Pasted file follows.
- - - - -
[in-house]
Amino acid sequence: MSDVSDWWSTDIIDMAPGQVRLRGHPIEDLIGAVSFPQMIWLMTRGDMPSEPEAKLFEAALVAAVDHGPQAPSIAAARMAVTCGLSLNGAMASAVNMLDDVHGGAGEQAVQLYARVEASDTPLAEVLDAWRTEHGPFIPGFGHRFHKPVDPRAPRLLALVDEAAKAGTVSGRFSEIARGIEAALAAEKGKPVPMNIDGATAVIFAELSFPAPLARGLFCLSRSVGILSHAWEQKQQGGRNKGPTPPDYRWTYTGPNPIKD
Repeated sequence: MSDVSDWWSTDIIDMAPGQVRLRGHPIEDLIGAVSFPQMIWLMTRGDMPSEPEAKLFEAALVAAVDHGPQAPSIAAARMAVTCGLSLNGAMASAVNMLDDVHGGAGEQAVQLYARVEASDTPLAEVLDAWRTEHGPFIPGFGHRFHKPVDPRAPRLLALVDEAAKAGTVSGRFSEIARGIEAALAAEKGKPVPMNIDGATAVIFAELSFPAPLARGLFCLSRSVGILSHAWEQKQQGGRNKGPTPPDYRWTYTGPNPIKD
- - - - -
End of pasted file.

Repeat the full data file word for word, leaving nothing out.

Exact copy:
[in-house]
Amino acid sequence: MSDVSDWWSTDIIDMAPGQVRLRGHPIEDLIGAVSFPQMIWLMTRGDMPSEPEAKLFEAALVAAVDHGPQAPSIAAARMAVTCGLSLNGAMASAVNMLDDVHGGAGEQAVQLYARVEASDTPLAEVLDAWRTEHGPFIPGFGHRFHKPVDPRAPRLLALVDEAAKAGTVSGRFSEIARGIEAALAAEKGKPVPMNIDGATAVIFAELSFPAPLARGLFCLSRSVGILSHAWEQKQQGGRNKGPTPPDYRWTYTGPNPIKD
Repeated sequence: MSDVSDWWSTDIIDMAPGQVRLRGHPIEDLIGAVSFPQMIWLMTRGDMPSEPEAKLFEAALVAAVDHGPQAPSIAAARMAVTCGLSLNGAMASAVNMLDDVHGGAGEQAVQLYARVEASDTPLAEVLDAWRTEHGPFIPGFGHRFHKPVDPRAPRLLALVDEAAKAGTVSGRFSEIARGIEAALAAEKGKPVPMNIDGATAVIFAELSFPAPLARGLFCLSRSVGILSHAWEQKQQGGRNKGPTPPDYRWTYTGPNPIKD